Eddington 1927: Practical Applications

albert einstein
This undated file photo shows famed physicist Albert Einstein.

Reference: The Nature of the Physical World

This paper presents Chapter III (section 7 and Summary) from the book THE NATURE OF THE PHYSICAL WORLD by A. S. EDDINGTON. The contents of this book are based on the lectures that Eddington delivered at the University of Edinburgh in January to March 1927.

The paragraphs of original material are accompanied by brief comments in color, based on the present understanding.  Feedback on these comments is appreciated.

The heading below links to the original materials.


Practical Applications

In these lectures I am concerned more with the ideas of the new theories than with their practical importance for the advancement of science. But the drawback of dwelling solely on the underlying conceptions is that it is likely to give the impression that the new physics is very much “up in the air”. That is by no means true, and the relativity theory is used in a businesslike way in the practical problems to which it applies. I can only consider here quite elementary problems which scarcely do justice to the power of the new theory in advanced scientific research. Two examples must suffice.

(1) It has often been suggested that the stars will be retarded by the back-pressure of their own radiation. The idea is that since the star is moving forward the emitted radiation is rather heaped up in front of it and thinned out behind. Since radiation exerts pressure the pressure will be stronger on the front surface than on the rear, Therefore there is a force retarding the star tending to bring it gradually to rest. The effect might be of great importance in the study of stellar motions; it would mean that on the average old stars must have lower speeds than young stars—a conclusion which, as it happens, is contrary to observation.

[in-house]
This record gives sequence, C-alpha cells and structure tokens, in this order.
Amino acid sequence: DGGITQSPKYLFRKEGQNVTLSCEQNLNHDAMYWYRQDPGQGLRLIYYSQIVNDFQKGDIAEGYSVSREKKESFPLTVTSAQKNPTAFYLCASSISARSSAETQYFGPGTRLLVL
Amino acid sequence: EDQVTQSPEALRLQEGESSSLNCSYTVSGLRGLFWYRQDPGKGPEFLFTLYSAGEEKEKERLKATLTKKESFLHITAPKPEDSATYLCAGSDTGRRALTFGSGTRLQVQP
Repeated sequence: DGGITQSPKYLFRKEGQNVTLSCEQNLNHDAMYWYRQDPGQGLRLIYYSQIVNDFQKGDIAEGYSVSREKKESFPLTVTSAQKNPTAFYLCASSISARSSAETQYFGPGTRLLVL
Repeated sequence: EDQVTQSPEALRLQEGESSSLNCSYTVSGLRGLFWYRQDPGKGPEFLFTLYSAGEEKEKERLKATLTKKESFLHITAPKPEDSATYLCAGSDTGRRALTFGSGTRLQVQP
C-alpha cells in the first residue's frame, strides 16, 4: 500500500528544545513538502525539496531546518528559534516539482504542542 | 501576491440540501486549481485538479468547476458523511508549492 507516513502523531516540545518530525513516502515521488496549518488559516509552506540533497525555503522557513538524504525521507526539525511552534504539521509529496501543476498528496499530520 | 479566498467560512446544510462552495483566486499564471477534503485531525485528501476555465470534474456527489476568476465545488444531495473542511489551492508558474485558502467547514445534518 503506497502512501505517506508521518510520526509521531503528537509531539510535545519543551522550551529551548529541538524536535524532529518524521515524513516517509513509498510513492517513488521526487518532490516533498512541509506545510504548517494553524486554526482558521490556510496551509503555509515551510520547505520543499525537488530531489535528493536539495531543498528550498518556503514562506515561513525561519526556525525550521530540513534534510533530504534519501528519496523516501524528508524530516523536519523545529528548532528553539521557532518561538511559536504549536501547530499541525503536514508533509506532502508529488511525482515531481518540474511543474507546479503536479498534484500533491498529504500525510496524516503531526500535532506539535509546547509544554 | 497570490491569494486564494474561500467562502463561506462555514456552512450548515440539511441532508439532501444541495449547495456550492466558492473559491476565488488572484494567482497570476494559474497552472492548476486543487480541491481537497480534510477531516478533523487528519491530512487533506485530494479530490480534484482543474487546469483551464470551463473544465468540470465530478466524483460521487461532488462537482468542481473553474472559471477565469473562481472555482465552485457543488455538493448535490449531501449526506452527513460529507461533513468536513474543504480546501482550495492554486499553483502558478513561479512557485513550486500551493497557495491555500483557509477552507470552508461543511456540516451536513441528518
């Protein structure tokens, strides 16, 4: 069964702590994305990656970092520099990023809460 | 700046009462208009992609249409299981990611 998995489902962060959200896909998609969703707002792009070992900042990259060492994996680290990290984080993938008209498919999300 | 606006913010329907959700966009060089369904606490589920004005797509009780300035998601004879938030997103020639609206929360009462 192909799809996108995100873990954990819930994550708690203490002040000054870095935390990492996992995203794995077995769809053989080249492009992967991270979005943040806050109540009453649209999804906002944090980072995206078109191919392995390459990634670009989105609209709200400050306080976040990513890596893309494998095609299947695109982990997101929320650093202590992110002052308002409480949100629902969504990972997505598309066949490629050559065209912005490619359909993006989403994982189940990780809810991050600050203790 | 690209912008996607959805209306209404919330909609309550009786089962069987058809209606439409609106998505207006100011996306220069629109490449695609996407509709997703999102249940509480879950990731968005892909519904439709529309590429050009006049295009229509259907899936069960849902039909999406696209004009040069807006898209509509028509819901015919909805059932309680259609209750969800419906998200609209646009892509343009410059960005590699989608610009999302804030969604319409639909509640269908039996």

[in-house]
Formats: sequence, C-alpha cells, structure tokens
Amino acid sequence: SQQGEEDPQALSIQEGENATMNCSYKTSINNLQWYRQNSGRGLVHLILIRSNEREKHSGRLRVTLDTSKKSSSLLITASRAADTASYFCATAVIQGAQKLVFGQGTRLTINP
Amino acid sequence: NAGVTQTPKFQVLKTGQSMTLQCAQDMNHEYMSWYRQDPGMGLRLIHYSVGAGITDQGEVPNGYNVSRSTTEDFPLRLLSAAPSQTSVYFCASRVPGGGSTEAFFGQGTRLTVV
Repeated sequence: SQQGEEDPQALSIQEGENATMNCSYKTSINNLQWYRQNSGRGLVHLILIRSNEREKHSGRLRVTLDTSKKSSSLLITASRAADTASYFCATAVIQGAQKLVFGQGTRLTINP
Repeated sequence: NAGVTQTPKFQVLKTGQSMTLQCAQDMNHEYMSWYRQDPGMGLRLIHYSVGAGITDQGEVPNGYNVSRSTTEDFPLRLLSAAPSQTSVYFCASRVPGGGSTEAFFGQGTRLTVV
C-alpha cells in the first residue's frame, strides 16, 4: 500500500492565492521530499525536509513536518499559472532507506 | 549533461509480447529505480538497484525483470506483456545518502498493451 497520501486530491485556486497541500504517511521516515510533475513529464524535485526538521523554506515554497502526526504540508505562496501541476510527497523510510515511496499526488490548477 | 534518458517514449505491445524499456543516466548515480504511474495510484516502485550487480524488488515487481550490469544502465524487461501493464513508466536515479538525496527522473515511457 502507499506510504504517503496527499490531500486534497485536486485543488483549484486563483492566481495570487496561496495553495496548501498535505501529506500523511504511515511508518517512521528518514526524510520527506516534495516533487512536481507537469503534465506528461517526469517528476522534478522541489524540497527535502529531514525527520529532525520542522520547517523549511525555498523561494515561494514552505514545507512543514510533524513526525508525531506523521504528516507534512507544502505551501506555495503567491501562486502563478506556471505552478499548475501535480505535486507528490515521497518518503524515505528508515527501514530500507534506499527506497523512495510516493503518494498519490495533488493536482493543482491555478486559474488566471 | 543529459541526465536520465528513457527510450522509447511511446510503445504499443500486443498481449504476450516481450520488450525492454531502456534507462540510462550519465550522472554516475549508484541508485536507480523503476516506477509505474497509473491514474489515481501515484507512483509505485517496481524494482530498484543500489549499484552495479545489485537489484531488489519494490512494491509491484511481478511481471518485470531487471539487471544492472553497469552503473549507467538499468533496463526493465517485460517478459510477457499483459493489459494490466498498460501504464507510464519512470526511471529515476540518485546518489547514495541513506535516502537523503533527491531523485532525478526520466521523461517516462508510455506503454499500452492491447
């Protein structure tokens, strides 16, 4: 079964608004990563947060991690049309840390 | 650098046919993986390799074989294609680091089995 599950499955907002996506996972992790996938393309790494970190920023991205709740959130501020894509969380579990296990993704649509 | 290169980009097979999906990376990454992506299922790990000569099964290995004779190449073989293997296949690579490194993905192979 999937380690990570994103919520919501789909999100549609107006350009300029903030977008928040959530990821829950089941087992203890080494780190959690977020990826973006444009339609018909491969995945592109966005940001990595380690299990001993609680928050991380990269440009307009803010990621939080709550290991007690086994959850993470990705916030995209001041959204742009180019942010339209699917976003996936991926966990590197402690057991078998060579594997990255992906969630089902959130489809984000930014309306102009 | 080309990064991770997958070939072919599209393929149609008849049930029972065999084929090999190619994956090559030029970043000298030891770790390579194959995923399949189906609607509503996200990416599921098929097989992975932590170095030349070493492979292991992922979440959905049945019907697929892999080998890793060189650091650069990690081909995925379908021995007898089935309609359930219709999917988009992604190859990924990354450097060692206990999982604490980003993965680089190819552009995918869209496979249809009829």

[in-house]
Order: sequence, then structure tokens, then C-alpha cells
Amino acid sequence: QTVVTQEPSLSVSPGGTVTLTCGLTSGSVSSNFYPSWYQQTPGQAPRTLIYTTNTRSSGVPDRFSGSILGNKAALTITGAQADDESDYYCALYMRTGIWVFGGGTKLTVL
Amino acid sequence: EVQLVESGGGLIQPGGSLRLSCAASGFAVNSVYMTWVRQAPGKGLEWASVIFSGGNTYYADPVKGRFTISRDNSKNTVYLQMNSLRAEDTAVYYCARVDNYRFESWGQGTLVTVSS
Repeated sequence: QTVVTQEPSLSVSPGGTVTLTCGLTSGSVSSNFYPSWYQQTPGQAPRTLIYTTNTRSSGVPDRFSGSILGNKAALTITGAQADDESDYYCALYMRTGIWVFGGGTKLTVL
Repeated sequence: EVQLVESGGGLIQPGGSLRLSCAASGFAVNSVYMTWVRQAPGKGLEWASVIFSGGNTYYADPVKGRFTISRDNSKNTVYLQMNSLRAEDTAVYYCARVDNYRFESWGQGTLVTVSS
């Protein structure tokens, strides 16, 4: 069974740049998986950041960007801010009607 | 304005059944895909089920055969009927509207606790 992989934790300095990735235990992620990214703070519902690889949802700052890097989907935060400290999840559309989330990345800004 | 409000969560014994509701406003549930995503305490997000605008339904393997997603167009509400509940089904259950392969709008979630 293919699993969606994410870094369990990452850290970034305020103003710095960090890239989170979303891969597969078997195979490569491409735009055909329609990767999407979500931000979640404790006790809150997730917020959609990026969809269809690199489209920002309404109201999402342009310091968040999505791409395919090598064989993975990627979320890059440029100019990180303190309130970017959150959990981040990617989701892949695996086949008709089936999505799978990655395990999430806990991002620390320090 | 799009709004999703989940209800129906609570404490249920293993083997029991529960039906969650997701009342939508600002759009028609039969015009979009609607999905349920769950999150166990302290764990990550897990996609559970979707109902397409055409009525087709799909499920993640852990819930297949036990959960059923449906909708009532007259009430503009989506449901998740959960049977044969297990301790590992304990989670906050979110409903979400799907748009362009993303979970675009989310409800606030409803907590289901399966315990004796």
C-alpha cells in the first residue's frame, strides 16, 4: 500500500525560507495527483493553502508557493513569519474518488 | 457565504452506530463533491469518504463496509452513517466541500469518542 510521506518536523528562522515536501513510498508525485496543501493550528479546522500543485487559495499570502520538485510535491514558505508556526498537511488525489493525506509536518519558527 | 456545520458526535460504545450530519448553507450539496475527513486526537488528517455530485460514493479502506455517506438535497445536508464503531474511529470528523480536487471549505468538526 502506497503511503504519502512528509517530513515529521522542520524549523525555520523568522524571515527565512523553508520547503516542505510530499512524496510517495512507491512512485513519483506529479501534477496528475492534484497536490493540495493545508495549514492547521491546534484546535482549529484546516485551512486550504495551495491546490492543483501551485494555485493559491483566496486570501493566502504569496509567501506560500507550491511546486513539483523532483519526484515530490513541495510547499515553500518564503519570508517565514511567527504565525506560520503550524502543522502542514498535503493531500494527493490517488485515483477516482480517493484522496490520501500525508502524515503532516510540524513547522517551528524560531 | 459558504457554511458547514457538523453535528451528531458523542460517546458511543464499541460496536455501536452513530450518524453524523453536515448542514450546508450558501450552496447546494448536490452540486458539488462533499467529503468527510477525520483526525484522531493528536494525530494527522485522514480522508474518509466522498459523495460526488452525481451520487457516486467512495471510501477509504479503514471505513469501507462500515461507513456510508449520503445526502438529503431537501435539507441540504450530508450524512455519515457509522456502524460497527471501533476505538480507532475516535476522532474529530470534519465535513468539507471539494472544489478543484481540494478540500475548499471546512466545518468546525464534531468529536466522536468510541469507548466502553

But according to the theory of relativity “coming to rest” has no meaning. A decrease of velocity relative to one frame is an increase relative to another frame. There is no absolute velocity and no absolute rest for the star to come to. The suggestion may therefore be at once dismissed as fallacious.

The theory of Relativity denies absolute velocity. But absolute velocity does exist. The measure of absolute velocity is the velocity of the non-accelerating particle referenced from the zero velocity of infinite inertia.

Whether a star is old or new, its absolute velocity depends on its inertia. Radiation is being emitted by the star equally in all directions, and its net effect shall be zero.